>synoptists independently copied from a common documentary source. Why
                  >should the synoptist who wrote last not have retained the wording of the
                  >common source more faithfully than each of the other two synoptists?

                  But suppose your hypothesis is incorrect. Sanday presents it in fuller form:

                  "It is very generally agreed that the 'most assured result' of the
                  investigations which have been going on for the best part of a century [as of
                  1910, ed], and with concentrated energy for the last fifty or sixty years, has
                  been the proof of what is commonly called 'the priority of St. Mark'; in other
                  words, the proof that our St. Mark actually lay before the authors of the
                  First and Third Gospels and was used by them in the construction of their own
                  works."

                  There are two undistinguished hypotheses here: first, that Mt and Lk "used"
                  Mk, and secondly, that they "copied" Mk. Sanday himself suggests that
                  "copying" may be misleading:

                  " . . . the ancient writer . . . would not have his copy before him, but would
                  consult it from time to time. He would not follow it clause by clause and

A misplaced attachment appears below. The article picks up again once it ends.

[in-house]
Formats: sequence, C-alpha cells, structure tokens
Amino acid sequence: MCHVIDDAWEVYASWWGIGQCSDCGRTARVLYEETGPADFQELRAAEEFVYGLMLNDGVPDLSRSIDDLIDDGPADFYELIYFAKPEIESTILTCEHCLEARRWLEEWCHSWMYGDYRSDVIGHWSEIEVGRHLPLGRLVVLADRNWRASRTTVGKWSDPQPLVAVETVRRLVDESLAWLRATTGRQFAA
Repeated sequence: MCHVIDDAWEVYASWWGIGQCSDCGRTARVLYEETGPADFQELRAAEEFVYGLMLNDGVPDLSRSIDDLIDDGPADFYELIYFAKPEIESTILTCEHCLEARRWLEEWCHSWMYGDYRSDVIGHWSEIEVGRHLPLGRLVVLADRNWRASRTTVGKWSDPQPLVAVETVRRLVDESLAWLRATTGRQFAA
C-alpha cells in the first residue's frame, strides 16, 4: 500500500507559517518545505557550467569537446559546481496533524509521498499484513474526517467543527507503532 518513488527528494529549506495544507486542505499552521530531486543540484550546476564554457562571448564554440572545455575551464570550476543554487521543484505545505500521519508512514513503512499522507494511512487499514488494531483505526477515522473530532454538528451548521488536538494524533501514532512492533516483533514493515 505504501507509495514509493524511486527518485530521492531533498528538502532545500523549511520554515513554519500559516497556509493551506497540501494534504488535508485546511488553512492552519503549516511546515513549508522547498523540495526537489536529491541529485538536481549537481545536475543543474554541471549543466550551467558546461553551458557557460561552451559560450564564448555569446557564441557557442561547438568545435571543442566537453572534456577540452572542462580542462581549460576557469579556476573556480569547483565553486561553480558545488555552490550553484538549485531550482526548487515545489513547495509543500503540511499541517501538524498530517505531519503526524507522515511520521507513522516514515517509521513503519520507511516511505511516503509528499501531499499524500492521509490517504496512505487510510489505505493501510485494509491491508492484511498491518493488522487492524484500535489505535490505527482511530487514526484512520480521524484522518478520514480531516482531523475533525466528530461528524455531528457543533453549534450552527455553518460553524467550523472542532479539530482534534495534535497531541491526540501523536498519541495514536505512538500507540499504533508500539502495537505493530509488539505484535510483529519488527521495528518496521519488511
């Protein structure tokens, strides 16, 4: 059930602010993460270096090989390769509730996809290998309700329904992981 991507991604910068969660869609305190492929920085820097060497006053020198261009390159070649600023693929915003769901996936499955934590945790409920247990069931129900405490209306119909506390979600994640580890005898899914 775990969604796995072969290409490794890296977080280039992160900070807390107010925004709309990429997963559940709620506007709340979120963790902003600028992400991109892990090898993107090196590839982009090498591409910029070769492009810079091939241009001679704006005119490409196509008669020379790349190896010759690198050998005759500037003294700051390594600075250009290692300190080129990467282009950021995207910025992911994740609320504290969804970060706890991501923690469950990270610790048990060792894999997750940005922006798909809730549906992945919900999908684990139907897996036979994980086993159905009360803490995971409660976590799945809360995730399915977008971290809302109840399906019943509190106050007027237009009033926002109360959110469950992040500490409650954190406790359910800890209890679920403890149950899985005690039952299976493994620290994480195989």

phrase by phrase, but would probably read through a whole paragraph at once,
                  and trust to his memory to convey the substance of it safely from one book to
                  the other.

                  "We see here where the opening for looseness of reproduction comes in. There
                  is a substantial interval between reading and writing. During that interval
                  the copy is not before the eye, and in the meantime the brain is actively,
                  though unconsciously, at work. Hence all those slight rearrangements and
                  substitutions which are a marked feature in our texts as we have them. Hence,
                  in a word, all those phenomena which simulate oral transmission. There is a
                  real interval during which the paragraph of text is carried in the mind,